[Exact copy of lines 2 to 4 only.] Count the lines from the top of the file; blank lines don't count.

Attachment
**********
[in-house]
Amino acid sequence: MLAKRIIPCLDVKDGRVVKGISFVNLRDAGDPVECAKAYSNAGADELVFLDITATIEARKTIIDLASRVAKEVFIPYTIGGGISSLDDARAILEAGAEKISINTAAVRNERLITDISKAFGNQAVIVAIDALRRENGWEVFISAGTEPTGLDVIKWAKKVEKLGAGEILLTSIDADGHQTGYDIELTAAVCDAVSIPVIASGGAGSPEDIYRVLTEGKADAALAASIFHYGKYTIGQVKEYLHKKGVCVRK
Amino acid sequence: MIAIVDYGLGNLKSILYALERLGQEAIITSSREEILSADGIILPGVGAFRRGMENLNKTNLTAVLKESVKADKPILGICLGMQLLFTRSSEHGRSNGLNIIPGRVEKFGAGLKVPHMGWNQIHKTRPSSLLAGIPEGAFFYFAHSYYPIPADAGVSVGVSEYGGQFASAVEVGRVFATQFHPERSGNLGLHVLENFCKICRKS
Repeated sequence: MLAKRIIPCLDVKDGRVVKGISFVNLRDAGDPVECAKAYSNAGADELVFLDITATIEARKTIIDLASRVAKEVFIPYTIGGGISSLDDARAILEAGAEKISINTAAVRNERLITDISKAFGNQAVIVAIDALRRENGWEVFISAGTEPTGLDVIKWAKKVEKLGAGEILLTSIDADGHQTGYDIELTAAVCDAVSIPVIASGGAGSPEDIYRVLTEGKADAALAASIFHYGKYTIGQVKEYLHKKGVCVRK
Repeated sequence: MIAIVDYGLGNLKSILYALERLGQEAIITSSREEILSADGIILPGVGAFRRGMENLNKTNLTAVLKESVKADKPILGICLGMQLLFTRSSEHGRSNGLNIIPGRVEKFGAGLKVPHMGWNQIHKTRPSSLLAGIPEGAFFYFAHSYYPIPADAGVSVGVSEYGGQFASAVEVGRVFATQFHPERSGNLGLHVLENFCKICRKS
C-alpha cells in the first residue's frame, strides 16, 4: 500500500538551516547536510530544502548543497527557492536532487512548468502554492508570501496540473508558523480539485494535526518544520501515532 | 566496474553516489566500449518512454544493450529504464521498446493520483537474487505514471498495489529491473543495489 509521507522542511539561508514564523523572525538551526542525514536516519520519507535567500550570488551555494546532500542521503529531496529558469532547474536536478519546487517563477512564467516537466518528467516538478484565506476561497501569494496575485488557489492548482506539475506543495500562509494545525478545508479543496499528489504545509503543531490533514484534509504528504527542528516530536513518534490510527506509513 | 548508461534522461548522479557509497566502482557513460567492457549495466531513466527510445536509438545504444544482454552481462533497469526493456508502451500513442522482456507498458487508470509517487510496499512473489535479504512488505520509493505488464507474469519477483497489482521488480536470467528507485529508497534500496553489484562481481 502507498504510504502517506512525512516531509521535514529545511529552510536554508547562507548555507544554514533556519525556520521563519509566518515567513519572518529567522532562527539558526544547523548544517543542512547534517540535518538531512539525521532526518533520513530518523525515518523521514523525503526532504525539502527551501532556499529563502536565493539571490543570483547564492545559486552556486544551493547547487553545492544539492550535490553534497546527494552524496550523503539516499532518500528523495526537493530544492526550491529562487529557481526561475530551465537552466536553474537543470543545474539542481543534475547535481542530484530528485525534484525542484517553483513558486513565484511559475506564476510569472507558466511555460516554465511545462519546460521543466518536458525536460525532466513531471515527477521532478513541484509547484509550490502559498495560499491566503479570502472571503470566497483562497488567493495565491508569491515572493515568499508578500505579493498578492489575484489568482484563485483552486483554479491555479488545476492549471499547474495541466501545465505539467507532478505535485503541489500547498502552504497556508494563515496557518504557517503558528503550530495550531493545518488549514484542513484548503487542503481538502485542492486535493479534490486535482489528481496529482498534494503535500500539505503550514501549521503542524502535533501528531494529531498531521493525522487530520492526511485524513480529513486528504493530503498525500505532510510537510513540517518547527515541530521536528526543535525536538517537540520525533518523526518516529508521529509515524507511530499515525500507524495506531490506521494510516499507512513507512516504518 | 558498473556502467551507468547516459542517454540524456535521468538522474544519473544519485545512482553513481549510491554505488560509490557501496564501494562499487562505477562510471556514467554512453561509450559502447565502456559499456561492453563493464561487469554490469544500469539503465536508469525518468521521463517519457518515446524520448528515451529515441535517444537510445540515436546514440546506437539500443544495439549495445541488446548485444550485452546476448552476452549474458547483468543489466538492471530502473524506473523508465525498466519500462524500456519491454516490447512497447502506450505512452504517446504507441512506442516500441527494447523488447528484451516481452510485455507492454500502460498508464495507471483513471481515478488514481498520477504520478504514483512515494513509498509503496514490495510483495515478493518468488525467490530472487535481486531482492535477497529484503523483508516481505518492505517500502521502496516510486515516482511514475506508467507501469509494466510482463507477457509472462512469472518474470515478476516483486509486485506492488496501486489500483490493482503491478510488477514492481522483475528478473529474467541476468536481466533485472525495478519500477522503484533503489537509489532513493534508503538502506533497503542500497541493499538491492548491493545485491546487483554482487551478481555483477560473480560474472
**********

Amino acid sequence: MLAKRIIPCLDVKDGRVVKGISFVNLRDAGDPVECAKAYSNAGADELVFLDITATIEARKTIIDLASRVAKEVFIPYTIGGGISSLDDARAILEAGAEKISINTAAVRNERLITDISKAFGNQAVIVAIDALRRENGWEVFISAGTEPTGLDVIKWAKKVEKLGAGEILLTSIDADGHQTGYDIELTAAVCDAVSIPVIASGGAGSPEDIYRVLTEGKADAALAASIFHYGKYTIGQVKEYLHKKGVCVRK
Amino acid sequence: MIAIVDYGLGNLKSILYALERLGQEAIITSSREEILSADGIILPGVGAFRRGMENLNKTNLTAVLKESVKADKPILGICLGMQLLFTRSSEHGRSNGLNIIPGRVEKFGAGLKVPHMGWNQIHKTRPSSLLAGIPEGAFFYFAHSYYPIPADAGVSVGVSEYGGQFASAVEVGRVFATQFHPERSGNLGLHVLENFCKICRKS
Repeated sequence: MLAKRIIPCLDVKDGRVVKGISFVNLRDAGDPVECAKAYSNAGADELVFLDITATIEARKTIIDLASRVAKEVFIPYTIGGGISSLDDARAILEAGAEKISINTAAVRNERLITDISKAFGNQAVIVAIDALRRENGWEVFISAGTEPTGLDVIKWAKKVEKLGAGEILLTSIDADGHQTGYDIELTAAVCDAVSIPVIASGGAGSPEDIYRVLTEGKADAALAASIFHYGKYTIGQVKEYLHKKGVCVRK